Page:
Advertisement

Thoracic Aorta

  • Timothy M. MausEmail author
Chapter

Abstract

The close proximity of the esophagus to the thoracic aorta provides an excellent imaging opportunity. Transesophageal echocardiography (TEE) serves an important role in several important pathologies including aortic dissection, aortic aneurysms, aortic atheromatous disease, and aortic trauma. A thorough understanding of the use of TEE in evaluating the thoracic aorta including normal and pathologic presentations is essential to the basic perioperative echocardiographer. However, knowledge of the limitations of the modality is also key to appropriate patient management and preventing mismanagement.

Keywords

Thoracic aorta Aortic dissection Aortic aneurysm Atheromatous disease Plaque Blunt aortic trauma 

Supplementary material

Video 10.1

Midesophageal aortic valve long axis view with the probe slightly withdrawn to demonstrate more of the tubular ascending aorta (M4V 1,439 KB)

Video 10.2

Midesophageal view of ascending aorta developed by a slow withdrawal of the probe from an aortic valve short axis (M4V 641 KB)

Video 10.3

Upper esophageal aortic arch short axis view in a patient with an acute aortic arch dissection (M4V 1,380 KB)

Video 10.4

Midesophageal ascending aortic short axis view in a patient with an ascending aortic dissection (M4V 738 KB)

Video 10.5a

Midesophageal ascending aortic short axis view in a patient with a side lobe artifact. The linear density in the ascending aorta may be confused with an aortic dissection (AVI 2,544 KB)

Video 10.5b

Midesophageal ascending aortic long axis view of the same patient. The side lobe artifact may be confused for an aortic dissection (AVI 2,678 KB)

Video 10.6a

Descending thoracic aortic short axis view in a patient with an aortic dissection. Note the large left sided pleural effusion (MP4 912 KB)

Video 10.6b

Descending thoracic aortic short axis view with color flow Doppler in a separate patient with an aortic dissection. Note the laminar flow in the true lumen and the red arrow indicates the false lumen with sluggish flow (MP4 412 KB)

330609_1_En_10_MOESM9_ESM.m4v (257 kb)
Video 10.7a Midesophageal aortic valve long axis view in a patient with an ascending aortic dissection (M4V 257 KB)
Video 10.7b

Midesophageal aortic valve long axis view in a separate patient with an ascending aortic dissection. Note the intimal tear with diastolic flow reversing back into the true lumen from the false lumen (M4V 781 KB)

Video 10.8

Descending thoracic aortic short axis view with color flow Doppler in a patient with an aortic dissection and a large left pleural effusion (M4V 758 KB)

Video 10.9a

Midesophageal aortic valve long axis view in a patient with an ascending aortic dissection (M4V 926 KB)

Video 10.9b

Midesophageal aortic valve short axis view in the same patient. The intimal flap is located abutted the right coronary ostium (M4V 952 KB)

Video 10.10

Midesophageal aortic valve short axis view in a patient with a bicuspid valve and ascending aortic aneurysm. Note the dilated annulus (M4V 907 KB)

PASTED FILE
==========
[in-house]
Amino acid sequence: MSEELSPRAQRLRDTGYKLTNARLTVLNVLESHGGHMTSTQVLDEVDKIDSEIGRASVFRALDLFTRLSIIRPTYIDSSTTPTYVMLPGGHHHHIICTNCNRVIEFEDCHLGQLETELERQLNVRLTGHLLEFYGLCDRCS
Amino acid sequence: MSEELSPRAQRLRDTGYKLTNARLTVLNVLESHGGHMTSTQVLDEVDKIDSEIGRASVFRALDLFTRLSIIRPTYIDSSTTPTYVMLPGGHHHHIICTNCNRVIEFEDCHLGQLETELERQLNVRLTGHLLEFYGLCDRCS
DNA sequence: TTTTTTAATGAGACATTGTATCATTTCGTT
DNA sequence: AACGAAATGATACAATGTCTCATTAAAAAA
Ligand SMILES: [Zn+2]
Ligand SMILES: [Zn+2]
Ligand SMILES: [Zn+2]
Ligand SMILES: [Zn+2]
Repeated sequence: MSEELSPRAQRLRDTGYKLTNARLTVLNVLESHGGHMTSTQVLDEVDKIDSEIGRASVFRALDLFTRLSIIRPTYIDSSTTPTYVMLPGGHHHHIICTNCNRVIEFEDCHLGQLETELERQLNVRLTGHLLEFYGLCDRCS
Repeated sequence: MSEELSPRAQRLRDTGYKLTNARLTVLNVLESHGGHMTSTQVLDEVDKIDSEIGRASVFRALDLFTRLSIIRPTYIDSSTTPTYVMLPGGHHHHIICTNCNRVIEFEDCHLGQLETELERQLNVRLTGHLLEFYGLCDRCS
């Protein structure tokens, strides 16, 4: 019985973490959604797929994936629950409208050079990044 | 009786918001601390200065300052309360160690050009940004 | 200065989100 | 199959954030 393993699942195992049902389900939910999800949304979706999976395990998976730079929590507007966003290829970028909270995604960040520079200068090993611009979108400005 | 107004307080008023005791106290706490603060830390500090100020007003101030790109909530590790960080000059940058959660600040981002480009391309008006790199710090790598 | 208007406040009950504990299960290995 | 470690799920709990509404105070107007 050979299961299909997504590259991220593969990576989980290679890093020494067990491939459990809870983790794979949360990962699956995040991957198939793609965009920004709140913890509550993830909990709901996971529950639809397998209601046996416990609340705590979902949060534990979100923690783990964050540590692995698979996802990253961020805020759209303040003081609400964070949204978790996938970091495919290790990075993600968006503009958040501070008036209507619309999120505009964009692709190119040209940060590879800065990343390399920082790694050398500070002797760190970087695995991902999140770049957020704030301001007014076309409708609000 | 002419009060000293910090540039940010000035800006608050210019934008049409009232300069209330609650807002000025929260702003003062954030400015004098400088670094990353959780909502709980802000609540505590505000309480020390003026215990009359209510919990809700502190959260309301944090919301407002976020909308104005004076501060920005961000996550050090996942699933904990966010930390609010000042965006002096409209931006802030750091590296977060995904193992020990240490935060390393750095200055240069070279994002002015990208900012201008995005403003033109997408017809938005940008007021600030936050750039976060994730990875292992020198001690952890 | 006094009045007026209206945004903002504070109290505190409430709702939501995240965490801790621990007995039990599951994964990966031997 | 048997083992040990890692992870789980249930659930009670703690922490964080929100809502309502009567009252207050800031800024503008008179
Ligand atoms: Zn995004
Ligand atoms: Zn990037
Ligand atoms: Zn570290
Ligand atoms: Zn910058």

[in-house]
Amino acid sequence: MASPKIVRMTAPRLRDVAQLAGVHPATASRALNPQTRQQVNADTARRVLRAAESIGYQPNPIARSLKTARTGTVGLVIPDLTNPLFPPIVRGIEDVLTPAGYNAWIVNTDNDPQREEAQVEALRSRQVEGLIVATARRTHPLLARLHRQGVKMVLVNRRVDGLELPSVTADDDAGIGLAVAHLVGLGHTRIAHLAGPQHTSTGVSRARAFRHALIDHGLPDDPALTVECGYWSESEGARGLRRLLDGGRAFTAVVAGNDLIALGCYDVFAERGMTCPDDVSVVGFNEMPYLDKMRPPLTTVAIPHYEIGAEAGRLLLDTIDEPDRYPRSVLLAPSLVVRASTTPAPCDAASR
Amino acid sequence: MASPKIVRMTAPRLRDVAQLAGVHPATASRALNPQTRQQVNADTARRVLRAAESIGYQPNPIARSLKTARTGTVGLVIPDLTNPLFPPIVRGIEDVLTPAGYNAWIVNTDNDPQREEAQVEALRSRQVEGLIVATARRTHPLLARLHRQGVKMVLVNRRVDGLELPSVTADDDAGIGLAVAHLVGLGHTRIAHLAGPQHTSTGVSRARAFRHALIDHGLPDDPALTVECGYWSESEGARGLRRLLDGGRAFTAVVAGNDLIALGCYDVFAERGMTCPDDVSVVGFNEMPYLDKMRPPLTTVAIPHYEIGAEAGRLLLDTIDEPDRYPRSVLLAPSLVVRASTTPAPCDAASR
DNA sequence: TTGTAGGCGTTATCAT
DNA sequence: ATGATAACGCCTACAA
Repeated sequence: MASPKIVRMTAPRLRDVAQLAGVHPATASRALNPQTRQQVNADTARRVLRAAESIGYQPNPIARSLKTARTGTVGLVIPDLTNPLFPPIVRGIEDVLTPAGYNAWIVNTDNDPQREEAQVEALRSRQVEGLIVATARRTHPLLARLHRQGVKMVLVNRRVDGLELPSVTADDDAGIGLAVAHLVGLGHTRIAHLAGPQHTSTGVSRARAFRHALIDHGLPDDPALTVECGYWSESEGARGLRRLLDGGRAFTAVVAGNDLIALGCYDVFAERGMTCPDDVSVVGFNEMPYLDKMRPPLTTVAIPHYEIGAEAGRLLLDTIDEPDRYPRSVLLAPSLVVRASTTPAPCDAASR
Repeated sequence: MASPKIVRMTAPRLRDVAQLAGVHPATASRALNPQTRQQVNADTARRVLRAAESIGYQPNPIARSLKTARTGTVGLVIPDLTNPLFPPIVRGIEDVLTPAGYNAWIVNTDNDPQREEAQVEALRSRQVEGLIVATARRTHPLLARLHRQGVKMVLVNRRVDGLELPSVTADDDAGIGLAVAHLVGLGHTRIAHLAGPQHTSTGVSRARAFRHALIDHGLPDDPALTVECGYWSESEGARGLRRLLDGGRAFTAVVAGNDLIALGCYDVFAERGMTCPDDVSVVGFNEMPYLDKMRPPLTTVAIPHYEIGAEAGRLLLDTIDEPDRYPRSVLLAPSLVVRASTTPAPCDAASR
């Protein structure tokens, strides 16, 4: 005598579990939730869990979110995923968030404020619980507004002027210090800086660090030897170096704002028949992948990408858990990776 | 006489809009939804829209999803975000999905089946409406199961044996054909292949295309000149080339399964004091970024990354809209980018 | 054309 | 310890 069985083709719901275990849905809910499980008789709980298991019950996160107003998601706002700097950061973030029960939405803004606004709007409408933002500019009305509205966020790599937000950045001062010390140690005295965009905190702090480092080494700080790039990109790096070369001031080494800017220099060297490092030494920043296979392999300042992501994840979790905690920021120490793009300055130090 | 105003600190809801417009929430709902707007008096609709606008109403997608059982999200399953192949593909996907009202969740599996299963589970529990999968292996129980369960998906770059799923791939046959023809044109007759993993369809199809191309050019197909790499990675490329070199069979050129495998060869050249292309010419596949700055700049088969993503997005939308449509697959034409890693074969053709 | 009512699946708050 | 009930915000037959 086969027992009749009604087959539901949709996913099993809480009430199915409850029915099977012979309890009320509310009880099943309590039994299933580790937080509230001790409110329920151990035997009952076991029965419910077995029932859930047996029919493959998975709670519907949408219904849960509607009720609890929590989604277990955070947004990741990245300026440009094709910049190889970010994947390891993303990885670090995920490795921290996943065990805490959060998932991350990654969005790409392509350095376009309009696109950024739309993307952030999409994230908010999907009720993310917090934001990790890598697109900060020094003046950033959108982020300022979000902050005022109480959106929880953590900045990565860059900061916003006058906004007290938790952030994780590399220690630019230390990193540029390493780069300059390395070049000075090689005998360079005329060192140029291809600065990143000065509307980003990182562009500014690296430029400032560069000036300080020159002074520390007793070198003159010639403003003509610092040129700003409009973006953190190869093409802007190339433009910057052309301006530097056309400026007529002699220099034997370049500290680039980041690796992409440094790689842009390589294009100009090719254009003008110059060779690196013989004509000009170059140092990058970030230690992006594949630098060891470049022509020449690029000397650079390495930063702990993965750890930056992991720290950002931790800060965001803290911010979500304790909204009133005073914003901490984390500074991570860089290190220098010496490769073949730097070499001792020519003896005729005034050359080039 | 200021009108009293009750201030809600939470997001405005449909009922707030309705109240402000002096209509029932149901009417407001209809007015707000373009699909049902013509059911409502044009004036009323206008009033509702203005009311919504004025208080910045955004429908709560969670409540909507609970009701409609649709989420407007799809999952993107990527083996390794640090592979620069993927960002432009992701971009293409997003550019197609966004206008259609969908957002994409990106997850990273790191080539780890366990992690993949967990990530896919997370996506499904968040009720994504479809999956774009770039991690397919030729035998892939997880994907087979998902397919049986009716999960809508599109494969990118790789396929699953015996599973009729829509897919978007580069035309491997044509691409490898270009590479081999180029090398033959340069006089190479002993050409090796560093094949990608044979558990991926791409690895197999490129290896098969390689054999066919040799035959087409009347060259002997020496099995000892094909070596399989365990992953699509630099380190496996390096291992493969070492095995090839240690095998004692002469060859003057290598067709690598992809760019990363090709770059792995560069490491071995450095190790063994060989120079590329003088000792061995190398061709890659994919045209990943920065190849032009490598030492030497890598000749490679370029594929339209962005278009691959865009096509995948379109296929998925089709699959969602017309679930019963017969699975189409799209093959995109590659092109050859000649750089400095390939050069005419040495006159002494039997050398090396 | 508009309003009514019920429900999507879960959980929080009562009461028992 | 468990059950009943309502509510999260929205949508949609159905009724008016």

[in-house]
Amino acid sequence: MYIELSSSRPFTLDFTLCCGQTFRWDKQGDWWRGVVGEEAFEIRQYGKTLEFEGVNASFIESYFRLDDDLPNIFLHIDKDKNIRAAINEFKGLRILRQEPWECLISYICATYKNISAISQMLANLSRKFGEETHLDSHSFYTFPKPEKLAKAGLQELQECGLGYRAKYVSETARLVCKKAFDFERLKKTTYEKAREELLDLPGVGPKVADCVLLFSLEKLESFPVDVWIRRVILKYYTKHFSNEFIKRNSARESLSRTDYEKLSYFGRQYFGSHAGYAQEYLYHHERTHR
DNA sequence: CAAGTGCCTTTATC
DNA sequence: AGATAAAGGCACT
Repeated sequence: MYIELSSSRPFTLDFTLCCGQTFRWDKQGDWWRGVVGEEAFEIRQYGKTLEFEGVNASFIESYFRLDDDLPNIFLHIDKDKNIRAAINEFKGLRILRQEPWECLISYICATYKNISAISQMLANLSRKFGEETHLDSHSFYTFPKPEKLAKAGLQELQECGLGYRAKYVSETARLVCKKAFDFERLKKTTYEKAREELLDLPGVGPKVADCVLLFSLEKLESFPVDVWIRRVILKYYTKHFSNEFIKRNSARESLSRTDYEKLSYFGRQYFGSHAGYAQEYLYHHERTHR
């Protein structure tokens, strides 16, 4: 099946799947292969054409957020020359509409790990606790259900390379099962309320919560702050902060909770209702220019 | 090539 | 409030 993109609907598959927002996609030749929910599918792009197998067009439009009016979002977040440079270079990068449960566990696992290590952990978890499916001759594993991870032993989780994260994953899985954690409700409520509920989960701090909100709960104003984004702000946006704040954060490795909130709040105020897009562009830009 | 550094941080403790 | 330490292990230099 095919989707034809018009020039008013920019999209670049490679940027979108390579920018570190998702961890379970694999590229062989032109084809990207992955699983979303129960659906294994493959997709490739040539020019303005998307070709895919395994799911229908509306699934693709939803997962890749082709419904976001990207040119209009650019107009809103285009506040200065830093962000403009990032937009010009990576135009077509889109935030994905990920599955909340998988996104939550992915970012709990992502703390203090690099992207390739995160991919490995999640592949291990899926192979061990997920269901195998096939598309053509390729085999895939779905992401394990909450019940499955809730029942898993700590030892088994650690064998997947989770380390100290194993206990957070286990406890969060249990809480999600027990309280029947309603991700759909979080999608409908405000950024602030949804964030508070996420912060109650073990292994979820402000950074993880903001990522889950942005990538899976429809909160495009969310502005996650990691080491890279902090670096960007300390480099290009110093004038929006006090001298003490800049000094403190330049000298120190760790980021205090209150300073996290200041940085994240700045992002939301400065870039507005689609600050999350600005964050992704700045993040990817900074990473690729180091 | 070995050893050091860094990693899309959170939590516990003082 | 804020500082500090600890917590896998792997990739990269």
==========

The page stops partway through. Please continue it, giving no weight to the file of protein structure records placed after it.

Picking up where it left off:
Video 10.11

Midesophageal aortic valve short axis view with color flow Doppler in a patient with an ascending aortic aneurysm (M4V 738 KB)

Video 10.12a

Descending thoracic aortic short axis view demonstrating complex atheromatous disease (M4V 481 KB)

Video 10.12b

Descending thoracic aortic long axis view of the same patient (M4V 436 KB)

References

  1. 1.
    Khalil A, Helmy T, Porembka DT. Aortic pathology: aortic trauma, debris, dissection, and aneurysm. Crit Care Med. 2007;35:S392–400.CrossRefPubMedGoogle Scholar
  2. 2.
    Nienaber CA, Clough RE. Management of acute aortic dissection. Lancet. 2015;385:800–11.CrossRefPubMedGoogle Scholar
  3. 3.
    Shiga T, Wajima Z, Apfel CC, Inoue T, Ohe Y. Diagnostic accuracy of transesophageal echocardiography, helical computed tomography, and magnetic resonance imaging for suspected thoracic aortic dissection: systematic review and meta-analysis. Arch Intern Med. 2006;166:1350–6.CrossRefPubMedGoogle Scholar
  4. 4.
    Reeves ST, Finley AC, Skubas NJ, et al. Basic perioperative transesophageal echocardiography examination: a consensus statement of the American society of echocardiography and the society of cardiovascular anesthesiologists. J Am Soc Echocardiogr. 2013;26:443–56.CrossRefPubMedGoogle Scholar
  5. 5.
    Hata N, Tanaka K, Imaizumi T, et al. Clinical significance of pleural effusion in acute aortic dissection. Chest. 2002;121:825–30.CrossRefPubMedGoogle Scholar
  6. 6.
    Hiratzka LF, Bakris GL, Beckman JA, et al. ACCF/AHA/AATS/ACR/ASA/SCA/SCAI/SIR/STS/SVM guidelines for the diagnosis and management of patients with thoracic aortic disease. A report of the American College of Cardiology Foundation/American Heart association task force on practice guidelines, American Association for thoracic surgery, American College of Radiology, American Stroke Association, Society of Cardiovascular Anesthesiologists, Society for Cardiovascular Angiography and Interventions, Society of Interventional Radiology, Society of Thoracic Surgeons, and Society for Vascular Medicine. J Am Coll Cardiol. 2010;55:e27–129.CrossRefPubMedGoogle Scholar
  7. 7.
    Wilton E, Jahangiri M. Post-stenotic aortic dilatation. J Cardiothorac Surg. 2006;1:7.CrossRefPubMedPubMedCentralGoogle Scholar
  8. 8.
    Goldstein SA, Evangelista A, Abbara S, et al. Multimodality imaging of diseases of the thoracic aorta in adults: from the American society of echocardiography and the european association of cardiovascular imaging: endorsed by the society of cardiovascular computed tomography and society for cardiovascular magnetic resonance. J Am Soc Echocardiogr. 2015;28:119–82.CrossRefPubMedGoogle Scholar

Copyright information

© Springer International Publishing Switzerland 2016

Authors and Affiliations

  1. 1.Department of AnesthesiologyUniversity of California San DiegoSan DiegoUSA

Personalised recommendations